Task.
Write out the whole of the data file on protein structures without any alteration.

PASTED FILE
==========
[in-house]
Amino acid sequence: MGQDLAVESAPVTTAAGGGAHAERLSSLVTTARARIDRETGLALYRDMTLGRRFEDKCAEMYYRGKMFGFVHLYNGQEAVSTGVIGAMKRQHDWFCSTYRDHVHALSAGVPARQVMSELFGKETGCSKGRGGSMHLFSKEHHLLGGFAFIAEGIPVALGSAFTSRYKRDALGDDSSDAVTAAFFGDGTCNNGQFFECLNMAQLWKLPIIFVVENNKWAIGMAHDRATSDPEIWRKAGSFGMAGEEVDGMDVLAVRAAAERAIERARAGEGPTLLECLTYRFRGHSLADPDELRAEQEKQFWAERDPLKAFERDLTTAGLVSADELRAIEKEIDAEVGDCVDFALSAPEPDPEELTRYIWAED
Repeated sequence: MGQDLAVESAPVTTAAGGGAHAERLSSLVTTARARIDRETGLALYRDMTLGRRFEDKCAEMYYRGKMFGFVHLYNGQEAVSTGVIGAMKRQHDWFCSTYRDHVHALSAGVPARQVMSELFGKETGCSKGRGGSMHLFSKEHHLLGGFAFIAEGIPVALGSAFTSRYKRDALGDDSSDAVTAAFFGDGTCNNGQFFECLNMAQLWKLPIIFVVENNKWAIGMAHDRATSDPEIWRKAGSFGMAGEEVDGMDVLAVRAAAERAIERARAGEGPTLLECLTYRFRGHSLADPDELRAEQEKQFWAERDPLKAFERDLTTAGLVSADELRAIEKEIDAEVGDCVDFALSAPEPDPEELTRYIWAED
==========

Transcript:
[in-house]
Amino acid sequence: MGQDLAVESAPVTTAAGGGAHAERLSSLVTTARARIDRETGLALYRDMTLGRRFEDKCAEMYYRGKMFGFVHLYNGQEAVSTGVIGAMKRQHDWFCSTYRDHVHALSAGVPARQVMSELFGKETGCSKGRGGSMHLFSKEHHLLGGFAFIAEGIPVALGSAFTSRYKRDALGDDSSDAVTAAFFGDGTCNNGQFFECLNMAQLWKLPIIFVVENNKWAIGMAHDRATSDPEIWRKAGSFGMAGEEVDGMDVLAVRAAAERAIERARAGEGPTLLECLTYRFRGHSLADPDELRAEQEKQFWAERDPLKAFERDLTTAGLVSADELRAIEKEIDAEVGDCVDFALSAPEPDPEELTRYIWAED
Repeated sequence: MGQDLAVESAPVTTAAGGGAHAERLSSLVTTARARIDRETGLALYRDMTLGRRFEDKCAEMYYRGKMFGFVHLYNGQEAVSTGVIGAMKRQHDWFCSTYRDHVHALSAGVPARQVMSELFGKETGCSKGRGGSMHLFSKEHHLLGGFAFIAEGIPVALGSAFTSRYKRDALGDDSSDAVTAAFFGDGTCNNGQFFECLNMAQLWKLPIIFVVENNKWAIGMAHDRATSDPEIWRKAGSFGMAGEEVDGMDVLAVRAAAERAIERARAGEGPTLLECLTYRFRGHSLADPDELRAEQEKQFWAERDPLKAFERDLTTAGLVSADELRAIEKEIDAEVGDCVDFALSAPEPDPEELTRYIWAED